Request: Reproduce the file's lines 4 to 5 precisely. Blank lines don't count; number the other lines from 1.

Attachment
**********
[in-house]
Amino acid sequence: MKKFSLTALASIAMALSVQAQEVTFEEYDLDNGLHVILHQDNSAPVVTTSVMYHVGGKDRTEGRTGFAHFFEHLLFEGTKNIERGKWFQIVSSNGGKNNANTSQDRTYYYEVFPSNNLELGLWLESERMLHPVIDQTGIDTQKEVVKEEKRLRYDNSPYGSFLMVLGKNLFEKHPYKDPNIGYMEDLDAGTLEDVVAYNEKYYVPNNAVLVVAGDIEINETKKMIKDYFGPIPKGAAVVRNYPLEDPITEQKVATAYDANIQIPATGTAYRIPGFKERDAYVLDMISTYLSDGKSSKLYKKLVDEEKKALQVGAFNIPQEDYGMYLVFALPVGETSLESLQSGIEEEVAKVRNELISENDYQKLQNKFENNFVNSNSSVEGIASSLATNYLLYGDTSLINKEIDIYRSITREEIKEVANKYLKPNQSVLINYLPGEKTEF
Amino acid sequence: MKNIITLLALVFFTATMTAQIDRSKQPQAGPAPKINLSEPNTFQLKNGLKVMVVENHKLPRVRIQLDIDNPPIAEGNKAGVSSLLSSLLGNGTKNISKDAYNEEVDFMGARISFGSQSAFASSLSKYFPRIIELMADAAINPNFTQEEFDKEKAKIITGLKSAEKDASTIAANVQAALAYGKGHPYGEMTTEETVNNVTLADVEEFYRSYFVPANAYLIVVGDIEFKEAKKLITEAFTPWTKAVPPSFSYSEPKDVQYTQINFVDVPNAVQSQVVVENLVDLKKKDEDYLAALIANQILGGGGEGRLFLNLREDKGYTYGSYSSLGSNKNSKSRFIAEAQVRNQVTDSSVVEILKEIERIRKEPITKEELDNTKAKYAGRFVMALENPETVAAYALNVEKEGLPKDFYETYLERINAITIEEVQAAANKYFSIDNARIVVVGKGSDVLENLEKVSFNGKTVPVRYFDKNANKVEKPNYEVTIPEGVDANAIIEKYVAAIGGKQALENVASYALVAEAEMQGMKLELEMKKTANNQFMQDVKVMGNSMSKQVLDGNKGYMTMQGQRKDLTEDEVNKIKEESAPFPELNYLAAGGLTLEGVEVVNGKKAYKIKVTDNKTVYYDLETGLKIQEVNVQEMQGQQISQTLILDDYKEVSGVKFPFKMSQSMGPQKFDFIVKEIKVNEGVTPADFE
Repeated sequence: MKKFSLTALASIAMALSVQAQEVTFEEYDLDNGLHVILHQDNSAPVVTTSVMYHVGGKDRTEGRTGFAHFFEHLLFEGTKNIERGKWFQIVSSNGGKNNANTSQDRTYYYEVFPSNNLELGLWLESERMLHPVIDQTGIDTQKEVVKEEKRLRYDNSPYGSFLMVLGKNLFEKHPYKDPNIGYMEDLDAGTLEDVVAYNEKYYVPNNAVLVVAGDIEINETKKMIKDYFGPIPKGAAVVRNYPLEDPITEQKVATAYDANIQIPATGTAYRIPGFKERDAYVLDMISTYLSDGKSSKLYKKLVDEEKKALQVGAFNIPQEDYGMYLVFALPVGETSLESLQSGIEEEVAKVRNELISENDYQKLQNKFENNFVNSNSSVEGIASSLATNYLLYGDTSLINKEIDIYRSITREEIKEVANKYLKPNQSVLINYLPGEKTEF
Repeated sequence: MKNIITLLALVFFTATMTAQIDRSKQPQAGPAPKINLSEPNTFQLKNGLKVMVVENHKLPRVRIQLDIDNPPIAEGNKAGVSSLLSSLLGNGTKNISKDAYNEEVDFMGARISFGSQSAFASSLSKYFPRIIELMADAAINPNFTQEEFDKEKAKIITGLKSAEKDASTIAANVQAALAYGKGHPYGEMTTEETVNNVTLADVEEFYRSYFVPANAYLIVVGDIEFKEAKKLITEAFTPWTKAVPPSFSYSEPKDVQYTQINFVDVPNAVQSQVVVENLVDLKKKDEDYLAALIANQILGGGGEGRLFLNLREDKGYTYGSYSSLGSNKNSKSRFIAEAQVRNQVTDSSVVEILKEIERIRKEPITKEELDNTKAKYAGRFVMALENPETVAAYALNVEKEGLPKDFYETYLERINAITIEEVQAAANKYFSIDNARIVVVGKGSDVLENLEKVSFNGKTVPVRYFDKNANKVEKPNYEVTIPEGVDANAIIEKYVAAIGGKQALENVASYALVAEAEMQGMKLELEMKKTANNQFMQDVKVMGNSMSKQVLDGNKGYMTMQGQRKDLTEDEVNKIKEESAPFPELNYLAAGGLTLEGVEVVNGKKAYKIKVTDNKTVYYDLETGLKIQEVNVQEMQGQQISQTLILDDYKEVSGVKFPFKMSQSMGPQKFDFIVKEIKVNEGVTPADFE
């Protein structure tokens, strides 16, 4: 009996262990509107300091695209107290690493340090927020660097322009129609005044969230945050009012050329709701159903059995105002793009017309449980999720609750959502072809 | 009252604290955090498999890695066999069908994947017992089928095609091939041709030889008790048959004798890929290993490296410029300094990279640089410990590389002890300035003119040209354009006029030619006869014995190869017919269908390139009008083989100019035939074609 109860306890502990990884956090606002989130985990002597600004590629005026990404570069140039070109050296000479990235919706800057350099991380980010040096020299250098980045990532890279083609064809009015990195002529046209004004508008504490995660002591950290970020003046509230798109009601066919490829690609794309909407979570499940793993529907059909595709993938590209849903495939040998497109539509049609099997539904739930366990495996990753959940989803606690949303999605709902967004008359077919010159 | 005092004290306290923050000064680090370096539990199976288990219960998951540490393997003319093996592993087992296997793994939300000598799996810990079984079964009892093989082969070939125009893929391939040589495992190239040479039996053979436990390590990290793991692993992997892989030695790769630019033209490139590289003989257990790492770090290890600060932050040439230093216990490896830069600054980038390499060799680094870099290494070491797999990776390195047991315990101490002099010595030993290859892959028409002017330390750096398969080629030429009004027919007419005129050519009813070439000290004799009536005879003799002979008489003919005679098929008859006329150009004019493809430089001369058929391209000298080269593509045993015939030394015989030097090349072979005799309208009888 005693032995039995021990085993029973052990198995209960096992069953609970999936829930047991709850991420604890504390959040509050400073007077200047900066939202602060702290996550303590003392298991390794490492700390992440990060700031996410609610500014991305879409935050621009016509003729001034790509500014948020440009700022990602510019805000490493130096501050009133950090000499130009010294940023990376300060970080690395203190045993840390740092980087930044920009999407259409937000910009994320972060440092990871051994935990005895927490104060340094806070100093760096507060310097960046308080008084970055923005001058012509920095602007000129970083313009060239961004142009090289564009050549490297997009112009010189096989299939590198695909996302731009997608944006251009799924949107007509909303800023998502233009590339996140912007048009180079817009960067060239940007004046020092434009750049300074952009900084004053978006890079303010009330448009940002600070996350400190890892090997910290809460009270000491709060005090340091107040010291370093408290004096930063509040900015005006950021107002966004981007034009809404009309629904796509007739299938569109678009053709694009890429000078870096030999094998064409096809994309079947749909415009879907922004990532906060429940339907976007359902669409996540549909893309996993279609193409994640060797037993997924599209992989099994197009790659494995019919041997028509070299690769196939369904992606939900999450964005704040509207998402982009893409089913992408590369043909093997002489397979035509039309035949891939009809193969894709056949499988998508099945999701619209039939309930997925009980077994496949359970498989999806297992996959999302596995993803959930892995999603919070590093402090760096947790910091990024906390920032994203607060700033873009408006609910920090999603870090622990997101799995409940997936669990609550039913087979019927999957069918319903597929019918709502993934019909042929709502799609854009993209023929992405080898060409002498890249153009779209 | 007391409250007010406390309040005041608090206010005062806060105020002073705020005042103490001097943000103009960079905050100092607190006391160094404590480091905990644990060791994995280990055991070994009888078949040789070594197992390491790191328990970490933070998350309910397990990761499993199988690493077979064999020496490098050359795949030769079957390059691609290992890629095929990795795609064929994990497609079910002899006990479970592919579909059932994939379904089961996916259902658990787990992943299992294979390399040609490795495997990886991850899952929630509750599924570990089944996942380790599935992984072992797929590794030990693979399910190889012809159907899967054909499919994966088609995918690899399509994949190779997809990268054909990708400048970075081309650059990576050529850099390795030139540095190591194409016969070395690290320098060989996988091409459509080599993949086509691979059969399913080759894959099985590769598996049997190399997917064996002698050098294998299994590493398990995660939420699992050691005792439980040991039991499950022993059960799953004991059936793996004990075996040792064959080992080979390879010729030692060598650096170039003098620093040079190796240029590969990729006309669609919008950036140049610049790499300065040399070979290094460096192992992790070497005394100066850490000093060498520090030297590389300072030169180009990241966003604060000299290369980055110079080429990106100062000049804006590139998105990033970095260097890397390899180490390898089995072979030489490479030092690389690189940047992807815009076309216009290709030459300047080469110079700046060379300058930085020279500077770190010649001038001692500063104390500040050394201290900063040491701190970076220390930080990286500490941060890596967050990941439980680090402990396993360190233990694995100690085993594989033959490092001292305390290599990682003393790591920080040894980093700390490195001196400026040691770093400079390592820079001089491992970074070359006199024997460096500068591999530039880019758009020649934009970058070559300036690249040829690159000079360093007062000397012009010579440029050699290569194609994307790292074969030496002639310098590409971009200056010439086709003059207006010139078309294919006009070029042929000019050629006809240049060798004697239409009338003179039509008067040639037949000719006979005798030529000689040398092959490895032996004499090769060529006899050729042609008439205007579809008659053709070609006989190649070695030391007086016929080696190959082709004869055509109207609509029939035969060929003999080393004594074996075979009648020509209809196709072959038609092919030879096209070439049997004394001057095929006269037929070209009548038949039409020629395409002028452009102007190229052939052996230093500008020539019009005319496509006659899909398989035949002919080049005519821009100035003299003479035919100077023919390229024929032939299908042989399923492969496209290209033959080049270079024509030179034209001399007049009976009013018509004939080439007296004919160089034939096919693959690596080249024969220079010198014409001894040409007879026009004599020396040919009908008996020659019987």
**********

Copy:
Repeated sequence: MKKFSLTALASIAMALSVQAQEVTFEEYDLDNGLHVILHQDNSAPVVTTSVMYHVGGKDRTEGRTGFAHFFEHLLFEGTKNIERGKWFQIVSSNGGKNNANTSQDRTYYYEVFPSNNLELGLWLESERMLHPVIDQTGIDTQKEVVKEEKRLRYDNSPYGSFLMVLGKNLFEKHPYKDPNIGYMEDLDAGTLEDVVAYNEKYYVPNNAVLVVAGDIEINETKKMIKDYFGPIPKGAAVVRNYPLEDPITEQKVATAYDANIQIPATGTAYRIPGFKERDAYVLDMISTYLSDGKSSKLYKKLVDEEKKALQVGAFNIPQEDYGMYLVFALPVGETSLESLQSGIEEEVAKVRNELISENDYQKLQNKFENNFVNSNSSVEGIASSLATNYLLYGDTSLINKEIDIYRSITREEIKEVANKYLKPNQSVLINYLPGEKTEF
Repeated sequence: MKNIITLLALVFFTATMTAQIDRSKQPQAGPAPKINLSEPNTFQLKNGLKVMVVENHKLPRVRIQLDIDNPPIAEGNKAGVSSLLSSLLGNGTKNISKDAYNEEVDFMGARISFGSQSAFASSLSKYFPRIIELMADAAINPNFTQEEFDKEKAKIITGLKSAEKDASTIAANVQAALAYGKGHPYGEMTTEETVNNVTLADVEEFYRSYFVPANAYLIVVGDIEFKEAKKLITEAFTPWTKAVPPSFSYSEPKDVQYTQINFVDVPNAVQSQVVVENLVDLKKKDEDYLAALIANQILGGGGEGRLFLNLREDKGYTYGSYSSLGSNKNSKSRFIAEAQVRNQVTDSSVVEILKEIERIRKEPITKEELDNTKAKYAGRFVMALENPETVAAYALNVEKEGLPKDFYETYLERINAITIEEVQAAANKYFSIDNARIVVVGKGSDVLENLEKVSFNGKTVPVRYFDKNANKVEKPNYEVTIPEGVDANAIIEKYVAAIGGKQALENVASYALVAEAEMQGMKLELEMKKTANNQFMQDVKVMGNSMSKQVLDGNKGYMTMQGQRKDLTEDEVNKIKEESAPFPELNYLAAGGLTLEGVEVVNGKKAYKIKVTDNKTVYYDLETGLKIQEVNVQEMQGQQISQTLILDDYKEVSGVKFPFKMSQSMGPQKFDFIVKEIKVNEGVTPADFE